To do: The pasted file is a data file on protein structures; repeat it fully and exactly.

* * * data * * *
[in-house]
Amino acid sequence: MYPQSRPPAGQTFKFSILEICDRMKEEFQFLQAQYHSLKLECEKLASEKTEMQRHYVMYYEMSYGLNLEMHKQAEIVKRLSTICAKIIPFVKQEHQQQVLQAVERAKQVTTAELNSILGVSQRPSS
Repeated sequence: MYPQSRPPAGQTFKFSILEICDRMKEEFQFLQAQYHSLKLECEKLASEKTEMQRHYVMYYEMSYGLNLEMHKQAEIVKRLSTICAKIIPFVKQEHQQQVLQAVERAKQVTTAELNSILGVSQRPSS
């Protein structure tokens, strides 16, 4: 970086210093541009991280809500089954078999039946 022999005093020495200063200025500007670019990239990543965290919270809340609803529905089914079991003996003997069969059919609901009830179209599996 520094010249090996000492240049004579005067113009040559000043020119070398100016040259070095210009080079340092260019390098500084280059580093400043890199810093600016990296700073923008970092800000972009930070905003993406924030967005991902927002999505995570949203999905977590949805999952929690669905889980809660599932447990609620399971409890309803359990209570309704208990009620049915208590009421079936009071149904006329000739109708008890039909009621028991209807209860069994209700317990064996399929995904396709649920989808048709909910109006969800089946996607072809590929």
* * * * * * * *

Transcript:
[in-house]
Amino acid sequence: MYPQSRPPAGQTFKFSILEICDRMKEEFQFLQAQYHSLKLECEKLASEKTEMQRHYVMYYEMSYGLNLEMHKQAEIVKRLSTICAKIIPFVKQEHQQQVLQAVERAKQVTTAELNSILGVSQRPSS
Repeated sequence: MYPQSRPPAGQTFKFSILEICDRMKEEFQFLQAQYHSLKLECEKLASEKTEMQRHYVMYYEMSYGLNLEMHKQAEIVKRLSTICAKIIPFVKQEHQQQVLQAVERAKQVTTAELNSILGVSQRPSS
């Protein structure tokens, strides 16, 4: 970086210093541009991280809500089954078999039946 022999005093020495200063200025500007670019990239990543965290919270809340609803529905089914079991003996003997069969059919609901009830179209599996 520094010249090996000492240049004579005067113009040559000043020119070398100016040259070095210009080079340092260019390098500084280059580093400043890199810093600016990296700073923008970092800000972009930070905003993406924030967005991902927002999505995570949203999905977590949805999952929690669905889980809660599932447990609620399971409890309803359990209570309704208990009620049915208590009421079936009071149904006329000739109708008890039909009621028991209807209860069994209700317990064996399929995904396709649920989808048709909910109006969800089946996607072809590929």